There have been a number of developments in the modern age of phototherapy that have brought new and better ways of treating skin diseases such as psoriasis and vitiligo along with numerous technological advances that have enhanced the safety and effectiveness of those new therapies. The following are some of the most important advancements and developments in photomedicine thus far.
PUVA: The approval of PUVA was an exciting, translational development that propelled phototherapy to the forefront in the treatment of psoriasis and other photo-responsive skin diseases. It was truly the beginning of the modern age of phototherapy.
1980’s – 1990’s
Integrating Dosimetry: The development of integrating dosimetry systems for phototherapy devices advanced the accuracy and consistency of light therapy by precisely measuring the variations in their energy output. Environmentally-caused changes in output no longer affected accuracy.
1990’s – 2000’s
Narrowband UVB: A convergence of biology and physics facilitated the development of Narrowband UVB phototherapy. The therapeutic action spectrum for psoriasis lies in the 311 to 313 nanometer range and luckily, the mercury arc in fluorescent lamps emits energy in much the same waverange. When phosphors were developed that filtered out the remaining, non-therapeutic emissions, a safe and effective new means of treating psoriasis and other diseases was born.
Light Prescription Systems of Control: The advent of “smart” data based control systems led to a significant enhancement in safety. Systems such as Daavlin’s pioneering SmartTouch™ ensured that the potential for careless operational errors were minimized. With such systems, it was no longer possible to mistakenly deliver the wrong kind of light or a dose that was larger than intended.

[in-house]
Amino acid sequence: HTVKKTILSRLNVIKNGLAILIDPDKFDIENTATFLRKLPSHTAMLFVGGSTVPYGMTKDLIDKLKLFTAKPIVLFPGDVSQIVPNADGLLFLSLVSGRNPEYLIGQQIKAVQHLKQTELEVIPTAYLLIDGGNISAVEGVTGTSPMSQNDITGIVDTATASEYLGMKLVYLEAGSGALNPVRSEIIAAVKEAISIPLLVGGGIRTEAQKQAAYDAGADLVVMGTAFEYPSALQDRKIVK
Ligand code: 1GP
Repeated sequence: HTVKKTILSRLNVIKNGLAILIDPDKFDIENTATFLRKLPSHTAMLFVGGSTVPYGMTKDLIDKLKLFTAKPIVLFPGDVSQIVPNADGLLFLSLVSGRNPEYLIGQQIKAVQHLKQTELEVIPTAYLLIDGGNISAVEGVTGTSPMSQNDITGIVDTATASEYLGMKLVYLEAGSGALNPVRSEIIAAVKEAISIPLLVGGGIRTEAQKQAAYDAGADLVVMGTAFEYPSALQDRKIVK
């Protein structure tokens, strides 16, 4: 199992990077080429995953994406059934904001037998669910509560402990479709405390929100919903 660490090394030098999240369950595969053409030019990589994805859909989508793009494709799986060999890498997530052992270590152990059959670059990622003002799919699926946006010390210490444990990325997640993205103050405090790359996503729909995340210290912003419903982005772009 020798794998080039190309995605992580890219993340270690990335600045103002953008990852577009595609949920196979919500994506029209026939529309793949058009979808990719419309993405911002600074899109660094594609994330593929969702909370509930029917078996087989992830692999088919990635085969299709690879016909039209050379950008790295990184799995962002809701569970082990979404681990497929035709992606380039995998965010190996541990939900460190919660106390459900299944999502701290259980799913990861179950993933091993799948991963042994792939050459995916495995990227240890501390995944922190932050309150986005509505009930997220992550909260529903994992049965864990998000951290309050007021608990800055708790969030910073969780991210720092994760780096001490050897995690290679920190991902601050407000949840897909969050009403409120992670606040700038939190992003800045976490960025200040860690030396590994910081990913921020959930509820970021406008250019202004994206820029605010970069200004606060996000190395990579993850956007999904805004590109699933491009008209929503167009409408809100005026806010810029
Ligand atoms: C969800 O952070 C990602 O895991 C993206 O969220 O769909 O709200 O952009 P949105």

UVA1: To be effective, the treatment of photoresponsive diseases such as scleroderma require large doses of UVA. Until the advent of high powered pure UVA1 systems such as the ML24000™, the extraneous UVB energy in standard phototherapy devices made effective doses of UVA impossible. Patients would receive erythema inducing levels of UVB long before an effective dose of UVA could be delivered. Proprietary filtering systems and special high energy lamps combine in these devices to make high dose UVA1 practical.
Targeted Phototherapy: Targeted, non-laser, ultraviolet energy emitting phototherapy devices deliver therapeutic energy to localized areas of the skin at a fraction of the cost of their laser-based cousins. And, with Daavlin’s Lumera™ and Levia™ products, proprietary fiber optic technology makes treatment of the scalp practical. Brush-like tines successfully bypass the hair barrier and deliver light directly to the scalp.
To learn more about phototherapy innovations, advancements, and products, call Daavlin at 1-800-322-8546 or email email@example.com today!